- Helicopter money, deeper negative rates needed to weaken yen
- Japanese currency to approach 75 per dollar in about 5 years
The yen is on a 40-year technically driven climb and that means the Bank of Japan needs to push ahead with radical stimulus next week to avoid this year’s surge accelerating, according to Tokyo-based hedge fund GCI Asset Management.
Governor Haruhiko Kuroda should cut negative rates further and use so-called helicopter money, Tatsuhiro Iwashige, 52, chief foreign-exchange strategist of the investment solutions group at GCI Asset, said in an April 15 interview. That would drive the yen back above 110 per dollar for a while, he said. GCI Systematic Macro Fund earned 19 percent in the first two months of the year after buying the nation’s sovereign notes, returning 173 percent since its inception in February 2014, the firm’s head of the quantitative research said last month.
“If Japanese-style helicopter money is implemented, the dollar may temporarily recover to 115 levels,” said Iwashige, who began his career in foreign-exchange markets in 1989 as a trader and currency analyst at Manufacturers Hanover Corp. before joining GCI in 2014. “Interest rates should be cut to negative 0.5 percent to give a sense the BOJ is done cutting rates. Kuroda needs to do it in a set.”
On the sidelines of an International Monetary Fund semiannual meeting, Kuroda told the Wall Street Journal that he won’t use helicopter money to help lift inflation to 2 percent. Kuroda said earlier this month that the central bank can lower the deposit rate from the current minus 0.1 percent if needed.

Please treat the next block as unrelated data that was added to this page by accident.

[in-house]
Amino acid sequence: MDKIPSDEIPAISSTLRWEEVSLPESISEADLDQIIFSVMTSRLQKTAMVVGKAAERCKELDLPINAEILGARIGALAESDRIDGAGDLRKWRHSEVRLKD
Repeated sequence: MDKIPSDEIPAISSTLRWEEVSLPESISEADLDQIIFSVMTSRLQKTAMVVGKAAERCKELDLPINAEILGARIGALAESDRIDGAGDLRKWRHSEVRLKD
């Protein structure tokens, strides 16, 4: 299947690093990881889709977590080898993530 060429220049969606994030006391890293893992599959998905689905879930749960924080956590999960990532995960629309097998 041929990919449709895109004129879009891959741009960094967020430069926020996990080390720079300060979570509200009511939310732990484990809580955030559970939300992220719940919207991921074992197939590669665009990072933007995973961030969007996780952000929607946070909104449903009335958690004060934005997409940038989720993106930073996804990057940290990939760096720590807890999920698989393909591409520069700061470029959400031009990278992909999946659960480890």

The yen declined 0.3 percent to 109.13 per dollar at 8:47 a.m. in London Tuesday. The currency’s failure to depreciate past 147.64 in 1998 indicated that a long-term strengthening trend remained intact and will drive the yen toward 75 in about five years, Iwashige said. Near-term charts, including the 38.2 percent Fibonacci retracement of the move from 75 to 125 yen, put the yen’s resistance at about 106.50 to 106.55, he said. Technicals don’t signal a shift to 120, Iwashige said.
Kuroda triggered a rally in the yen last year. Five days after the yen bottomed out at 13-year low of 125.86 on June 5, the governor sparked a rebound in the currency after saying Japan’s real effective exchange rate was already very weak and that it was hard to see the measure falling further. In August, the yen surged as global equity markets plunged after China devalued its currency.
The flight to the yen as a haven asset has driven it up more than 10 percent this year, the best performance among its 16 major counterparts. That has helped the currency pare its depreciation of about 30 percent during the three years ended 2015 as the central bank pursued its quantitative and qualitative monetary easing. Japan’s government bonds with 20 years or longer to maturity have returned more than 20 percent this year as yields dropped to a record.
“Kuroda may be regretting not having pulled the dollar a bit higher to create a buffer,” Iwashige said. “What has been happening since August is a nightmare for him.”